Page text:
Aug 10 (Reuters) – The fate of British inhaled treatments maker Vectura (VEC.L) is set to be decided by a rare head-to-head auction where private equity firm Carlyle (CG.O) and tobacco giant Philip Morris (PM.N) will battle it out with new bids.
The UK’s Takeover Panel stepped in to break the impasse a day after Philip Morris raised its offer for Vectura to 165 pence per share, valuing the company at 1 billion pounds ($1.4 billion). read more
Carlyle and Vectura had previously agreed to a sweetened, 155 pence per share proposal last week. read more
Here is a breakdown of the process and the handful of auctions in the past decade.
HOW DOES THE AUCTION WORK?
The takeover regulator has the power to instigate a formal auction process if two competing bids that have not been declared final remain on the table for the company at the end of the offer period.
If neither Philip Morris nor Carlyle declare their bids final on or before 1600 GMT (1700 BST) on Tuesday, the auction will start on Wednesday, Aug. 11, and run for a period of up to five consecutive business days.
As long as one or both parties submit revised bids, the battle will go on. However, the auction can end earlier than the fifth day if there is a round that draws no new offers.
Parties can either use a default auction procedure or a custom style auction agreed by all parties, such as the rare blind auction that took place in 2018 for pay-television group Sky when Comcast (CMCSA.O) emerged as the winner.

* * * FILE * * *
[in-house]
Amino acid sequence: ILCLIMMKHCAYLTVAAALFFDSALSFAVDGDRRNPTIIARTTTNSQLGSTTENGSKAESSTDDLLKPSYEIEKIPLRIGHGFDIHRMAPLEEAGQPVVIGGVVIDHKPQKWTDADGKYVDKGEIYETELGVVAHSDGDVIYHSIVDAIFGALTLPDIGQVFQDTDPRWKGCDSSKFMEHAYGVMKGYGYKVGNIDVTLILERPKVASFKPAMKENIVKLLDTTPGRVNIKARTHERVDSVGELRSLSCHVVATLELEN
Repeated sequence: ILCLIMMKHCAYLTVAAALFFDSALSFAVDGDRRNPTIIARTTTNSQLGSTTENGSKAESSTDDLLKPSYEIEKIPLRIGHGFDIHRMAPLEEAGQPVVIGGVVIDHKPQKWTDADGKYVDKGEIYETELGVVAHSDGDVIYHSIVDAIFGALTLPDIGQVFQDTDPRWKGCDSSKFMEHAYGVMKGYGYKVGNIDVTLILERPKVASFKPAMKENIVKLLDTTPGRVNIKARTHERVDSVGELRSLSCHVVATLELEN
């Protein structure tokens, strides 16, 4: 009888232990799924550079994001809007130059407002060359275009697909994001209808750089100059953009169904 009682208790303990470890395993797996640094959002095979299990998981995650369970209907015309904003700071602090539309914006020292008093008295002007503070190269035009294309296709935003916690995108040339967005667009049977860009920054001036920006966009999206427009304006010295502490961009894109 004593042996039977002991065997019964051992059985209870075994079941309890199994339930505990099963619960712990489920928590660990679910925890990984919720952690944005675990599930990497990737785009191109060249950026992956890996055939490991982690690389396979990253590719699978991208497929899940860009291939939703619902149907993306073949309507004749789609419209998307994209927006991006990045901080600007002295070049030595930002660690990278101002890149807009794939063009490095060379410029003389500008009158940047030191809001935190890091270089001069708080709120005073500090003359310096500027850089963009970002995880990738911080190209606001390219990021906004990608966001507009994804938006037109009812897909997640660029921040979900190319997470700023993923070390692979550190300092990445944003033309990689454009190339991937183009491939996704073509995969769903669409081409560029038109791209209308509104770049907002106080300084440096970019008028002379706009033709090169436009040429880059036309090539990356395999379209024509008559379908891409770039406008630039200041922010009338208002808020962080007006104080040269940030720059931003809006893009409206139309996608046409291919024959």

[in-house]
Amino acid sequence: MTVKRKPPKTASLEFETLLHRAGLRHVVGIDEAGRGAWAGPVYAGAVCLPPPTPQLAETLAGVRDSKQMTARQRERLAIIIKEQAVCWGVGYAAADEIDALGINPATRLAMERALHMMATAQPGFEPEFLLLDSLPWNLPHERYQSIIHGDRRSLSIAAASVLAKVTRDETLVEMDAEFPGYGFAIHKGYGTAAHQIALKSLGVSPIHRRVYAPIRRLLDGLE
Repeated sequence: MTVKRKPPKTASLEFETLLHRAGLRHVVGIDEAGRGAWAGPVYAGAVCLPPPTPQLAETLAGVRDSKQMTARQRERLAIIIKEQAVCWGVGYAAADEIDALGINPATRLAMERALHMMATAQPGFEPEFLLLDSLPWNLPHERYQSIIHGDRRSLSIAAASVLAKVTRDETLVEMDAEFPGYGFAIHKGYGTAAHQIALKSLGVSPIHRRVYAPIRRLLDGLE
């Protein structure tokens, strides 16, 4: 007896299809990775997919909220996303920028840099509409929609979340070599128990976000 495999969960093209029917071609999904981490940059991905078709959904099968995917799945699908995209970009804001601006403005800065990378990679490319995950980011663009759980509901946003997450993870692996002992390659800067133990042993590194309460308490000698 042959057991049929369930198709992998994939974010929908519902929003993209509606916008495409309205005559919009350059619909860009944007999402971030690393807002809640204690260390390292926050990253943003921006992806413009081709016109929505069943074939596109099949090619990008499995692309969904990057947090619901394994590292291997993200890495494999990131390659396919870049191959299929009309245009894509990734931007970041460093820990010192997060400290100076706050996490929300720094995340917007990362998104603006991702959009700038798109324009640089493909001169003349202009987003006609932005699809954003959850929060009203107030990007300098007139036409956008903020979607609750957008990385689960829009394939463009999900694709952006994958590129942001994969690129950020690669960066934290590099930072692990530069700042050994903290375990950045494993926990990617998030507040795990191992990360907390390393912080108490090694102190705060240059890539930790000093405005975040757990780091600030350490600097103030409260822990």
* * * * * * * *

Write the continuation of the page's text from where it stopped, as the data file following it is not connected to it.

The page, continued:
In Vectura’s case, its U.S.-based suitors and the British company have agreed on a bespoke auction.
The biggest difference between Vectura’s potential auction and the standard one is the odd/even rule set for the fifth day.
If bidding reaches round five, the party with the lowest offer at that point can only make bids that end in an ‘odd,’ whole number of pence, while the higher bidder must make an ‘even’ offer. Fractions are not allowed.
All bids must be higher than the rival’s previous proposal. As things stand, Carlyle has to bid at 166 pence per Vectura share or more, according to this rule.
This is to ensure that there is no draw and a winner will emerge.
Philip Morris and Carlyle can both submit revised offers on any auction day.
But they can also, with the permission of the panel, decide to publicly announce their bid only if the other party has also submitted a revised offer on that day.
Since the Corus sale, the panel tweaked its rules to run a five-round process.
In September 2018, Comcast outbid Rupert Murdoch’s Fox with a 30.6 billion pounds winning offer for Sky after a single-day, three-round auction.
In February this year, G4S suitor GardaWorld backed out on day one of default auctioning, making its offer final. Allied won the British security firm’s backing as its offer was the higher one outside of the auction.
SOURCE: Reuters reporting, company releases, Takeover Panel
($1 = 0.7216 pounds)
Reporting by Yadarisa Shabong and Pushkala Aripaka in Bengaluru; Editing by Keith Weir and Susan Fenton
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